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Chemical Reaction Games & Activities

Instructor: Tawnya Eash

Tawnya has a master's degree in early childhood education and teaches all subjects at an elementary school.

Do you need engaging ways to help your students understand chemical reactions? You don't have to search anymore! Check out this lesson on games and activities for chemical reactions that are sure to get positive reactions from your students.

Chemical Reactions

Do your students know what elements create a chemical reaction that fizzes and erupts? Whether you're talking about a simple reaction, like baking soda and vinegar, or a more complex reaction with thermite, you are actually changing the chemical make-up of substances.

Teaching students the basics of chemical reactions can be overwhelming, but the ideas in this lesson will help. You can easily adapt any of the games or activities to better meet the needs of your students or the content you're teaching.

Games

Go React!

Students get to play a unique version of 'Go Fish' with chemical reactions.

Materials for each group

  • Substance cards (the ingredients and means by which a chemical reaction will take place)
    • Example: adding baking soda to vinegar
  • Reaction cards (pictures or descriptions of a chemical reaction taking place)
    • Example: fizzing, expanding substance
  • Reference on chemical reaction examples (notes, texts, experiments)

Note that you could also do cards for types of reactions that match to a card of a specific reaction. Types of reactions would be: combination, decomposition, displacement, combustion, etc.

Rules

  • Students will play in groups of 2-4 to match substances to their reactions.
  • Players decide who goes first. Play will continue with the player to the left of player one.
  • Game play will be similar to 'Go Fish.' Player one will shuffle all of the cards and deal 5 cards to each player. The remaining cards will be placed upside down in a pile.
  • Player one will look at his/her hand to see if there are any matches. If there's a match, he/she will lay those cards down face up. If there's no match, he/she will ask one player for a specific card.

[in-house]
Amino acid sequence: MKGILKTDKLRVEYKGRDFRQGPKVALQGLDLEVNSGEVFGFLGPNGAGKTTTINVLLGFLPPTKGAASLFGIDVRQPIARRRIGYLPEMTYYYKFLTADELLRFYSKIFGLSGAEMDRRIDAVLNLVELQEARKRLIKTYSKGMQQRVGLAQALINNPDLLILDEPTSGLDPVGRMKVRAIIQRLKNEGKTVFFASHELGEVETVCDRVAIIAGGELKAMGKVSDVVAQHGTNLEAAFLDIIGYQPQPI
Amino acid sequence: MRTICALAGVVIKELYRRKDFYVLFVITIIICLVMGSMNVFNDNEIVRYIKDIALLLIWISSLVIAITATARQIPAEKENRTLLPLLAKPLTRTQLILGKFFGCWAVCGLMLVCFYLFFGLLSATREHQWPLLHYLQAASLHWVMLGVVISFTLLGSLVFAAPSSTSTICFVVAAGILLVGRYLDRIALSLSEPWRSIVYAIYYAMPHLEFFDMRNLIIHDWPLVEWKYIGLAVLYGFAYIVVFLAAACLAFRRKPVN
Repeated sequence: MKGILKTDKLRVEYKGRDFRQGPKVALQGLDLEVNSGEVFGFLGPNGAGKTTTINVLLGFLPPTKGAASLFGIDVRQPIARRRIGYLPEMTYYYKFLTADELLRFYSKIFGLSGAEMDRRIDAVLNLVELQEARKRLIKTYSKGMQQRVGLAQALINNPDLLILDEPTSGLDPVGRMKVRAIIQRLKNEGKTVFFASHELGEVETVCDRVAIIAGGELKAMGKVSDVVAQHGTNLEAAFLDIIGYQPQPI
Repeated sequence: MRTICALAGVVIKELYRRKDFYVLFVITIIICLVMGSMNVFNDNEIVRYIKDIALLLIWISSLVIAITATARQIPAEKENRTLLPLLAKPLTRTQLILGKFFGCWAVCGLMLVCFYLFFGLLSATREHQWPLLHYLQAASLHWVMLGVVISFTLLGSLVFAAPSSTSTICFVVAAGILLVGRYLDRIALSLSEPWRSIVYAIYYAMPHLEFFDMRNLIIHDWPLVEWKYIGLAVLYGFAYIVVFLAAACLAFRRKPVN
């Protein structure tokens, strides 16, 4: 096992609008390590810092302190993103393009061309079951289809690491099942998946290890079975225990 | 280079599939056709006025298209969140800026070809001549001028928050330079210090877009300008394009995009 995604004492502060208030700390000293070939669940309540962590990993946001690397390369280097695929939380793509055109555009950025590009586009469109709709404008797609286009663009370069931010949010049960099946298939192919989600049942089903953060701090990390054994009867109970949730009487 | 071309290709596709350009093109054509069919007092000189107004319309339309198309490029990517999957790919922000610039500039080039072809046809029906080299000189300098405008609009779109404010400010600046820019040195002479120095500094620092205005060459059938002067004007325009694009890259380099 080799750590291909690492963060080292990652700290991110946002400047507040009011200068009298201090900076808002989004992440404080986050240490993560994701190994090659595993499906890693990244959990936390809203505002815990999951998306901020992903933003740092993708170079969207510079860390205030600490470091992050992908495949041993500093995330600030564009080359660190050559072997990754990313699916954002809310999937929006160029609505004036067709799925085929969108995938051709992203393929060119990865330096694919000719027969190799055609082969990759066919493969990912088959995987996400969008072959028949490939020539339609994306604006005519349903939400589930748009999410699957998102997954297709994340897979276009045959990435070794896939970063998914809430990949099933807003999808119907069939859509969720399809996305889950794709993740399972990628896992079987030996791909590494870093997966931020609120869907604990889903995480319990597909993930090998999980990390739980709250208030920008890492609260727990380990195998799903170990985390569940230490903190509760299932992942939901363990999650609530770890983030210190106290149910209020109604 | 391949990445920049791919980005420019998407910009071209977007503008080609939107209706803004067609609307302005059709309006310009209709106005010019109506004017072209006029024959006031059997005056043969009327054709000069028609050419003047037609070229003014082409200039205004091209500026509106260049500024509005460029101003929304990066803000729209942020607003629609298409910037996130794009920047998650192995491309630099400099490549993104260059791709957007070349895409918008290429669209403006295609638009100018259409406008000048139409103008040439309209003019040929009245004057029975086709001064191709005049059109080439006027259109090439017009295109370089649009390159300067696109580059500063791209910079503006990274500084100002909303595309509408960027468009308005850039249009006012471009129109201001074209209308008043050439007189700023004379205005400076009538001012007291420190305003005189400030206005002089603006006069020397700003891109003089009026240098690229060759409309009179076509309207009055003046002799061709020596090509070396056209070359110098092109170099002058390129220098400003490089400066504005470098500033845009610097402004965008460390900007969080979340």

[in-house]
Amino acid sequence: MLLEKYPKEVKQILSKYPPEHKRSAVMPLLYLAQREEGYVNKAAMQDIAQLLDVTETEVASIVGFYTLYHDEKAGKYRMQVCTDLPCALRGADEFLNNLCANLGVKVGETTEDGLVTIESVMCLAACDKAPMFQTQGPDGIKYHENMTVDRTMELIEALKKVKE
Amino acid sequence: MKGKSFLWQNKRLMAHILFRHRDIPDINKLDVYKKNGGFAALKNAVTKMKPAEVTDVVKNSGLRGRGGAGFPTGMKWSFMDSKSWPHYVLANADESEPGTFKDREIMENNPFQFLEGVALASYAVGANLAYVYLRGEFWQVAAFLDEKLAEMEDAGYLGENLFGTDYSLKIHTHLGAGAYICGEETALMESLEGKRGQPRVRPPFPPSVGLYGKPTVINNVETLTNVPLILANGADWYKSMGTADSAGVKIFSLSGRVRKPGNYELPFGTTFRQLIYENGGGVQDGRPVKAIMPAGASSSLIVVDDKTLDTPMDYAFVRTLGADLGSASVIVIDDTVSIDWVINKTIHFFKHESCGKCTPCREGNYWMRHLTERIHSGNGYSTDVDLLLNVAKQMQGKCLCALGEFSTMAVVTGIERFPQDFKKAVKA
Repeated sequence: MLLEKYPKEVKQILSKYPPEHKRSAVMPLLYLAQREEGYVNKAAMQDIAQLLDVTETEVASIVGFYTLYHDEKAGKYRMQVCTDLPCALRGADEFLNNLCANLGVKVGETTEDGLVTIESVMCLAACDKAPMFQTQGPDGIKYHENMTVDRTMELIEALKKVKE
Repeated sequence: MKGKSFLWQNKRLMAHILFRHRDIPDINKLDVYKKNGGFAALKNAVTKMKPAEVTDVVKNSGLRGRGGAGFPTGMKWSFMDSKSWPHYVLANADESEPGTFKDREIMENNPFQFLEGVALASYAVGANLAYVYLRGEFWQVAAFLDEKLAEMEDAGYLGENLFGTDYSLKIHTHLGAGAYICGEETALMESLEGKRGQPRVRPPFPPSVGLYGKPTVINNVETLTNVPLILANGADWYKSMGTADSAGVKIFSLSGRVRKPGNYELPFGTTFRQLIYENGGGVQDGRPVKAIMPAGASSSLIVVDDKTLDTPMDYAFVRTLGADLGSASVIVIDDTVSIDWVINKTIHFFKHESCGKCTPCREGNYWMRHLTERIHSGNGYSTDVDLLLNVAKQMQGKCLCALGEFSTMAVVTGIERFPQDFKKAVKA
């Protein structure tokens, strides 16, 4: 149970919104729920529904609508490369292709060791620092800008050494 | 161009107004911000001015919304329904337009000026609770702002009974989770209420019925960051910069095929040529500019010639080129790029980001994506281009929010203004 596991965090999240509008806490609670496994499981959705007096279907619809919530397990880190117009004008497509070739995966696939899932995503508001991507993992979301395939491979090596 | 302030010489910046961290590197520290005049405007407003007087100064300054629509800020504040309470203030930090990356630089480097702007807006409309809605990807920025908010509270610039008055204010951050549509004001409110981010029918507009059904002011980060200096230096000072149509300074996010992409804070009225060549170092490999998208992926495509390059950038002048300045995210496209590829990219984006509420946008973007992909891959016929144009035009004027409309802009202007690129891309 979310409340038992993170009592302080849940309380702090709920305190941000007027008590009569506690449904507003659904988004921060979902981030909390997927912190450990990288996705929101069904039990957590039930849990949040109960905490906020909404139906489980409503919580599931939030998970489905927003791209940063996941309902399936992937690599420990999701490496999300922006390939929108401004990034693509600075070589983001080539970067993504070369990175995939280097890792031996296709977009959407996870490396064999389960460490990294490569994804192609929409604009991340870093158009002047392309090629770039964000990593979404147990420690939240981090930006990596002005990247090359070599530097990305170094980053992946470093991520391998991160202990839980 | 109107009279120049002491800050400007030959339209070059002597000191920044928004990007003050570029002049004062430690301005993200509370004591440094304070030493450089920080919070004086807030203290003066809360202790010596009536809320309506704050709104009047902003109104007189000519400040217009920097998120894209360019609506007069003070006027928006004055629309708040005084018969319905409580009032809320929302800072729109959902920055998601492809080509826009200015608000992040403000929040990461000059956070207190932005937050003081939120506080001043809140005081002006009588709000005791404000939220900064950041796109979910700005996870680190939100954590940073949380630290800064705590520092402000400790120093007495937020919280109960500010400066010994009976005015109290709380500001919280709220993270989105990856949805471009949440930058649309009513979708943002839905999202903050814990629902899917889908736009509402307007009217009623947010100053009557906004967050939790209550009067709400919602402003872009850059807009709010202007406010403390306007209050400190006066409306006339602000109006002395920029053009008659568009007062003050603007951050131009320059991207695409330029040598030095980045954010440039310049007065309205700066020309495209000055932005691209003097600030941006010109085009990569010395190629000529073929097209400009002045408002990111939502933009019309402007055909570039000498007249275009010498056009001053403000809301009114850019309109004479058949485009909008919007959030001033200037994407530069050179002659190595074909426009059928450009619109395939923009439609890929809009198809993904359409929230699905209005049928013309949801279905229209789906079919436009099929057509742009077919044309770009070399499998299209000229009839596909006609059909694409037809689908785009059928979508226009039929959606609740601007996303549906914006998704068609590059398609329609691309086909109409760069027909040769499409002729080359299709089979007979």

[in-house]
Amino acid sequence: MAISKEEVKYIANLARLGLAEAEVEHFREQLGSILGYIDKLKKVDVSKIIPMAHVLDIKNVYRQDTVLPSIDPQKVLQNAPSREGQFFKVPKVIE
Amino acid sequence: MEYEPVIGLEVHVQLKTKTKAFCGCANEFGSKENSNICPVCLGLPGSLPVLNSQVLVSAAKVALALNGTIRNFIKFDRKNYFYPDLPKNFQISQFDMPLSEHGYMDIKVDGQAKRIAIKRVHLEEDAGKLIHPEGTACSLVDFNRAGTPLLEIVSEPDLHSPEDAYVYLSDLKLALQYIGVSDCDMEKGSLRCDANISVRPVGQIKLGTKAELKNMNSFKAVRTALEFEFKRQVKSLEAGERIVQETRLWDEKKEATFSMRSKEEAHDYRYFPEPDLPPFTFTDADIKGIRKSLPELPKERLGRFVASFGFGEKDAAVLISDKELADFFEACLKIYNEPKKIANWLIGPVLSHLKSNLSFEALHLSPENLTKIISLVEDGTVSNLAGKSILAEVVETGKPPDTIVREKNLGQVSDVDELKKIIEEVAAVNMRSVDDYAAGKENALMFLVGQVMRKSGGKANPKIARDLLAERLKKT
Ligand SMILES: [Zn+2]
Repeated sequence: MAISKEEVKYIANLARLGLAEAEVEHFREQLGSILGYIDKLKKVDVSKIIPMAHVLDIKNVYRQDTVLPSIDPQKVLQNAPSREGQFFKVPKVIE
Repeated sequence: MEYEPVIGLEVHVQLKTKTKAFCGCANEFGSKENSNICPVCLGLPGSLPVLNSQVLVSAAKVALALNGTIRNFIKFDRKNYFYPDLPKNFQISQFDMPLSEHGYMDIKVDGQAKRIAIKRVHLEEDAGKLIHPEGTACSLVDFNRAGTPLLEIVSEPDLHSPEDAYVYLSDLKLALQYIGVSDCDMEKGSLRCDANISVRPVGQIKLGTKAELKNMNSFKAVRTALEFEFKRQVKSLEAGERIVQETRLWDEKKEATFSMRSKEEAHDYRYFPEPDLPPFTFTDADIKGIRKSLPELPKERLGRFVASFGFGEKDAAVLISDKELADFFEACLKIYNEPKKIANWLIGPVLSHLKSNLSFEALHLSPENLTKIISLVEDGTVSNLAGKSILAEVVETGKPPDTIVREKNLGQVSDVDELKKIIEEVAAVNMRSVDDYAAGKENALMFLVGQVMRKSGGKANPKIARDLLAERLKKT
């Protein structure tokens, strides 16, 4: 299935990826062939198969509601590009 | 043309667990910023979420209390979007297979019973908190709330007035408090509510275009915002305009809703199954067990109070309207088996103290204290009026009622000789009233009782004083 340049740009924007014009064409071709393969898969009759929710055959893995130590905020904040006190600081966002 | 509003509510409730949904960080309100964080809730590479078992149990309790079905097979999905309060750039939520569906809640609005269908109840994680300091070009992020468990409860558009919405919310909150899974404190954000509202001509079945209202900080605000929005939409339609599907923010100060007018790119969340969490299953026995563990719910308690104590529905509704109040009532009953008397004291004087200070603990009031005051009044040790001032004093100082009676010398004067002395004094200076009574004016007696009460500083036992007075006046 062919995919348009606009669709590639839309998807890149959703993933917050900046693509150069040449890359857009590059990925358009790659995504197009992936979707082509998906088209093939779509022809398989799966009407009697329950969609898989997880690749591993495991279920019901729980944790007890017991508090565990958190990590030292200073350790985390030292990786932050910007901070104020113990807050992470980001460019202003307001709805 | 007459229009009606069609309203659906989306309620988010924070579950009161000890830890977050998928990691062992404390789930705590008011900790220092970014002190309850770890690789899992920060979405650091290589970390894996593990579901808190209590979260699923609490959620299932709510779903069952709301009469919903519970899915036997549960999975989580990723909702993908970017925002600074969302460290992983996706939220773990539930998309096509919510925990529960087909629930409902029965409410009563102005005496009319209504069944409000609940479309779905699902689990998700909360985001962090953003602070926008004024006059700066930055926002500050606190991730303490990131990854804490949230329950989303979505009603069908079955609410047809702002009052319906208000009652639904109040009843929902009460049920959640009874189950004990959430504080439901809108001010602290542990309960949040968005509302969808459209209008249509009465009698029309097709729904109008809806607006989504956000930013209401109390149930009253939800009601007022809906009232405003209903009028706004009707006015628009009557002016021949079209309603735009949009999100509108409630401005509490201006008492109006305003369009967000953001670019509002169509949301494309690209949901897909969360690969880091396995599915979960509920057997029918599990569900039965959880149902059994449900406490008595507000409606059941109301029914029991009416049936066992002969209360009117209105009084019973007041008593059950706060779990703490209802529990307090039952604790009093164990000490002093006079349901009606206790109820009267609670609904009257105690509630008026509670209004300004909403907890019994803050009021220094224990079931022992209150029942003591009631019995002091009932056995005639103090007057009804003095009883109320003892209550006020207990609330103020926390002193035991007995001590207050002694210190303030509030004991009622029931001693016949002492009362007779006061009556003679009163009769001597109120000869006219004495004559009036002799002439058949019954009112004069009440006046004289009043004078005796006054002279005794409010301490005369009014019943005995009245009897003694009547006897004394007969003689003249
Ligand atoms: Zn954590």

• If the player has the requested card, he/she must give it to player one.
    • If the player does not have the requested card, he/she will say 'Go React.' Player one will have to draw a card from the pile.
  • Players will continue taking turns in this manner.
  • When all of the cards have been matched, the player with the most matches wins. A reference can be used to determine correct matches at any time.

Jeopardy

Review information before a test or a quiz with a game of Jeopardy.

Materials

  • Prepared Jeopardy Board (created with PowerPoint and projected onto screen from computer or created by hand)
    • 5 categories of questions, such as: Vocabulary Matters, Types of Reactions, Chemical Reactions, Compare and Contrast, and Examples of Reactions
    • 5 amounts and questions under each category from $100 to $500; the $500 question should be more challenging than the $100 question
  • Answer sheet
  • Scoreboard

Rules

  • Students will play on 4 to 5 teams.
  • Decide which team will go first. Ask that team to select a category and amount. Example: Vocabulary Matters for $500.
  • The team will have approximately one minute to discuss and decide on an answer. Other teams must pay attention at this time and work on finding an answer in case team one is incorrect. When the allotted time is up, have the team deliver their answer.
  • If correct, the team will earn the amount for that question and it is the next team's turn.
  • If incorrect, the team will not earn any money and the question will go back to the board for another team to have a chance.
  • Teams will continue taking turns until all questions on the board have been answered.
  • The team with the most money at the end of play wins.

Activities

What's Your Reaction?

Students get to become the teachers with this activity as they set up mini learning stations in the classroom.

Materials

  • Poster boards (single or tri-fold)
  • Markers, crayons, colored pencils
  • References on chemical reactions
  • 3 options for creating posters:
    • Computer programs, like Microsoft Word
    • By hand
    • Combination of handmade and technology
  • Variety of chemical reaction materials safe for school
    • Students will need time to collect items either from school supplies or home

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